As I first booted up Into The Dead 2 on the Nintendo Switch, my son asked me an interesting question – how was the original? It was at that point that I realized my only familiarity with the series was a trailer for the sequel that featured some good old fashioned zombie apocalypse action and what seemed like a promising story. I promptly Binged (that’s a real thing) the series and discovered that the original game was an infinite runner. On the surface, an infinite runner seemed incongruent with the experience I had come to expect based on the trailer. I thought surely the game had been dramatically reworked for the Switch, but as I began the story mode I quickly realized I was wrong (at least in terms of the infinite runner part). All that said, what I experienced was every bit as deep and enjoyable as I had ever hoped.
The game starts with you driving a semi-truck, radioing to your sister about the spread of the zombie pandemic. You roll the truck and zombies surround you. You escape that situation and you’re off and (endlessly) running. Level lengths top out around 3000 feet, with some being much shorter. Ammo can be scarce, and zombies plentiful, so strategy along with quick thinking and reflexes can be incredibly useful. At the end of each level you’ll have a radio conversation that furthers the story and will receive a bag to loot. That’s where the depth of this game begins to reveal itself.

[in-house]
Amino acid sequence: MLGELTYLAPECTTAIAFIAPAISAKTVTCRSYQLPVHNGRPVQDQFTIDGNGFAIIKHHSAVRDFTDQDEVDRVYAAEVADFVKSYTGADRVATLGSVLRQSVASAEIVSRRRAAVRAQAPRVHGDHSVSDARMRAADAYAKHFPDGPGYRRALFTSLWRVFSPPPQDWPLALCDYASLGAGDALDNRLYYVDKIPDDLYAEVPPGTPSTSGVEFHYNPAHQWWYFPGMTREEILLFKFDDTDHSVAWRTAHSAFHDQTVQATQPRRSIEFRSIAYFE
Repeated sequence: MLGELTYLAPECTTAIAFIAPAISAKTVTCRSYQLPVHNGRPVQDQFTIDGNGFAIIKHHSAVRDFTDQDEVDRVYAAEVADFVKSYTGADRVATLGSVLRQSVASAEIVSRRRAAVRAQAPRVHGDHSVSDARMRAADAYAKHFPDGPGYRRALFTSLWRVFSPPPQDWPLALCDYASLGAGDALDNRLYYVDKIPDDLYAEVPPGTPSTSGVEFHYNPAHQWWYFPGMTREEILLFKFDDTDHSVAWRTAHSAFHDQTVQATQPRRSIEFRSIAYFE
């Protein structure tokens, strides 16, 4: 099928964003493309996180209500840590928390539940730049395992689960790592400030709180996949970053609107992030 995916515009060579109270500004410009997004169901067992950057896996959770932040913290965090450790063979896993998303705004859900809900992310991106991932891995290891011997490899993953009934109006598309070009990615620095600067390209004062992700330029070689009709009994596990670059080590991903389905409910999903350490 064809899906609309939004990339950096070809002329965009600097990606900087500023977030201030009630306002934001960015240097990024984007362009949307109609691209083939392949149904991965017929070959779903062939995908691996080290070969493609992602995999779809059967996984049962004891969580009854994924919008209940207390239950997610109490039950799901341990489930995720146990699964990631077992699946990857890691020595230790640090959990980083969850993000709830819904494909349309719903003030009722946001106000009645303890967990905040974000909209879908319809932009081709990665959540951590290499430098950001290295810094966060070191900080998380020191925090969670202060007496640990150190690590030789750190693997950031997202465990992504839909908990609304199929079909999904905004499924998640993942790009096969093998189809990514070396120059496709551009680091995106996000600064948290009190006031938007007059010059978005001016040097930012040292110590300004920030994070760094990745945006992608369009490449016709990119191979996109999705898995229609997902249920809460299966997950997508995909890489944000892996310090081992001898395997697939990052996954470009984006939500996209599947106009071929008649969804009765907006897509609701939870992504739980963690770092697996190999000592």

Each bag offers three items from which to choose - usually 5-10 gold, as well as grenade(s) or ammo variants/boosts. Grenades are self-explanatory, however the other two are more significant and nuanced. Ammo types not only provide a boost to your weapons, making you more lethal, but can be critical in completing level specific challenges. Completing these challenges can net you more gold, unlock special weapons (for completing all challenges in a given chapter), and unlock Elite challenges. It ultimately adds excellent replay value and incentive to the levels.
The gold, like the grenades, is fairly straight forward, but is, like its real-life counterpart, a precious resource. You use gold not just to unlock new weapons and animal companions, but also to upgrade them. Each weapon and companion earns XP when used and can be leveled up several times. Some weapons have a special ammo type by default, or some other statistical advantage, while all but the first animal companion have a unique special ability.
Levels themselves vary in length, with some providing opportunities to find and use mounted weapons, gas powered tools, or even ride in a vehicle with a turret. You can select any two weapons, equip one boost for each, and select a companion animal for each. Though you can direct your character’s forward movement, you’re likely to find that you can’t always do so as effectively as you might like, sometimes resulting in missing an ammo crate or a path you wanted to take. However, that control does in fact result in each level potentially playing out very differently each time – as do the seemingly randomized enemy and item patterns.